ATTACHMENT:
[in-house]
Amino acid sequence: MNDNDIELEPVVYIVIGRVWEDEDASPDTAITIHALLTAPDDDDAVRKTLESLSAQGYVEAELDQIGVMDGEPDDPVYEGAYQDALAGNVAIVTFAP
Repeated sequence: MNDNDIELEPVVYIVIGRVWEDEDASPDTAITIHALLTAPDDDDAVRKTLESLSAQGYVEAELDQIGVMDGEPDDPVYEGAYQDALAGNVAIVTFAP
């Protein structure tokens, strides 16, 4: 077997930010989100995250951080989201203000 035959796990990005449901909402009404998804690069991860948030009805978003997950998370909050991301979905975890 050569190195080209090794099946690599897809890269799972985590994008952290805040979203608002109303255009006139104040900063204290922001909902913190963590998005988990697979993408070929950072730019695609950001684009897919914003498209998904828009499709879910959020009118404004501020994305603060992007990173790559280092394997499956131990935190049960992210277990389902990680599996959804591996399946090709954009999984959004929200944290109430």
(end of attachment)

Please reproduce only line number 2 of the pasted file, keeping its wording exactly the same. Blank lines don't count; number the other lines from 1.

Amino acid sequence: MNDNDIELEPVVYIVIGRVWEDEDASPDTAITIHALLTAPDDDDAVRKTLESLSAQGYVEAELDQIGVMDGEPDDPVYEGAYQDALAGNVAIVTFAP